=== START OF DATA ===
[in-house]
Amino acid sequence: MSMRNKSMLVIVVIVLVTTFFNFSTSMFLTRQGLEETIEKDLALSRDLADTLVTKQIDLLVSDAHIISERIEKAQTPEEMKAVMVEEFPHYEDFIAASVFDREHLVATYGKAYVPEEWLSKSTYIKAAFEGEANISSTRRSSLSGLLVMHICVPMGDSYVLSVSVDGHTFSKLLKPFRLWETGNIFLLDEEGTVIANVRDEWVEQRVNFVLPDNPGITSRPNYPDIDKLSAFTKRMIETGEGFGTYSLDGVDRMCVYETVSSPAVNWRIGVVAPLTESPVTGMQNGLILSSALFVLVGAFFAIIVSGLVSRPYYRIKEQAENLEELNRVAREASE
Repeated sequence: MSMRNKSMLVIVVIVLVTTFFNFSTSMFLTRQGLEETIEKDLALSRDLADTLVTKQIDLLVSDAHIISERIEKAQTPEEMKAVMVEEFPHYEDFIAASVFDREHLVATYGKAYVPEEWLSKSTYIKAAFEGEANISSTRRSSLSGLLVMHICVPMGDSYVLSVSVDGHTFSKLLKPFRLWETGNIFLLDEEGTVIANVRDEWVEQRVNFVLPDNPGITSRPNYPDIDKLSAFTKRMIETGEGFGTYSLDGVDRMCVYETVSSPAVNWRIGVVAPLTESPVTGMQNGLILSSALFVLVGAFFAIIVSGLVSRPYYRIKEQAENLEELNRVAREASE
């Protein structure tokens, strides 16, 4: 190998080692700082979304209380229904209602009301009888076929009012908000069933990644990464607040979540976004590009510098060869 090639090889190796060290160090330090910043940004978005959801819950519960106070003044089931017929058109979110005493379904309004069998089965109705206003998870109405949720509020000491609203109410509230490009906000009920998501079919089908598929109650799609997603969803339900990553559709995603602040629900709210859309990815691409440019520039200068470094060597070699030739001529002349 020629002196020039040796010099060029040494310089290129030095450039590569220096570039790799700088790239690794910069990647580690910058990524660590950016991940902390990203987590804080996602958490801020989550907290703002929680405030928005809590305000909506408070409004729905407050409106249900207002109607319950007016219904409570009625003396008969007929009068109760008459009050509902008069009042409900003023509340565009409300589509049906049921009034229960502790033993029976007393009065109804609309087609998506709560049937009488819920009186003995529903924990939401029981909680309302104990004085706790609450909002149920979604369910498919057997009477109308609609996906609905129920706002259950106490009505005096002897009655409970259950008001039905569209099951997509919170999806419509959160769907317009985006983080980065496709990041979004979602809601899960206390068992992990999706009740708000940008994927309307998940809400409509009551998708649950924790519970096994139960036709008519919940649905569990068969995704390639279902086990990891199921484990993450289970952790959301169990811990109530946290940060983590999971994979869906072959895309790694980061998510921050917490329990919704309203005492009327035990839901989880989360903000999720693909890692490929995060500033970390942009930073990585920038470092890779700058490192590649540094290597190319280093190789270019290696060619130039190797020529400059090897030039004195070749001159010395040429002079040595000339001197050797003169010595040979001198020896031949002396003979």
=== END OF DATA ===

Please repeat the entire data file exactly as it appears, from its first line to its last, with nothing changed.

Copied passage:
[in-house]
Amino acid sequence: MSMRNKSMLVIVVIVLVTTFFNFSTSMFLTRQGLEETIEKDLALSRDLADTLVTKQIDLLVSDAHIISERIEKAQTPEEMKAVMVEEFPHYEDFIAASVFDREHLVATYGKAYVPEEWLSKSTYIKAAFEGEANISSTRRSSLSGLLVMHICVPMGDSYVLSVSVDGHTFSKLLKPFRLWETGNIFLLDEEGTVIANVRDEWVEQRVNFVLPDNPGITSRPNYPDIDKLSAFTKRMIETGEGFGTYSLDGVDRMCVYETVSSPAVNWRIGVVAPLTESPVTGMQNGLILSSALFVLVGAFFAIIVSGLVSRPYYRIKEQAENLEELNRVAREASE
Repeated sequence: MSMRNKSMLVIVVIVLVTTFFNFSTSMFLTRQGLEETIEKDLALSRDLADTLVTKQIDLLVSDAHIISERIEKAQTPEEMKAVMVEEFPHYEDFIAASVFDREHLVATYGKAYVPEEWLSKSTYIKAAFEGEANISSTRRSSLSGLLVMHICVPMGDSYVLSVSVDGHTFSKLLKPFRLWETGNIFLLDEEGTVIANVRDEWVEQRVNFVLPDNPGITSRPNYPDIDKLSAFTKRMIETGEGFGTYSLDGVDRMCVYETVSSPAVNWRIGVVAPLTESPVTGMQNGLILSSALFVLVGAFFAIIVSGLVSRPYYRIKEQAENLEELNRVAREASE
């Protein structure tokens, strides 16, 4: 190998080692700082979304209380229904209602009301009888076929009012908000069933990644990464607040979540976004590009510098060869 090639090889190796060290160090330090910043940004978005959801819950519960106070003044089931017929058109979110005493379904309004069998089965109705206003998870109405949720509020000491609203109410509230490009906000009920998501079919089908598929109650799609997603969803339900990553559709995603602040629900709210859309990815691409440019520039200068470094060597070699030739001529002349 020629002196020039040796010099060029040494310089290129030095450039590569220096570039790799700088790239690794910069990647580690910058990524660590950016991940902390990203987590804080996602958490801020989550907290703002929680405030928005809590305000909506408070409004729905407050409106249900207002109607319950007016219904409570009625003396008969007929009068109760008459009050509902008069009042409900003023509340565009409300589509049906049921009034229960502790033993029976007393009065109804609309087609998506709560049937009488819920009186003995529903924990939401029981909680309302104990004085706790609450909002149920979604369910498919057997009477109308609609996906609905129920706002259950106490009505005096002897009655409970259950008001039905569209099951997509919170999806419509959160769907317009985006983080980065496709990041979004979602809601899960206390068992992990999706009740708000940008994927309307998940809400409509009551998708649950924790519970096994139960036709008519919940649905569990068969995704390639279902086990990891199921484990993450289970952790959301169990811990109530946290940060983590999971994979869906072959895309790694980061998510921050917490329990919704309203005492009327035990839901989880989360903000999720693909890692490929995060500033970390942009930073990585920038470092890779700058490192590649540094290597190319280093190789270019290696060619130039190797020529400059090897030039004195070749001159010395040429002079040595000339001197050797003169010595040979001198020896031949002396003979």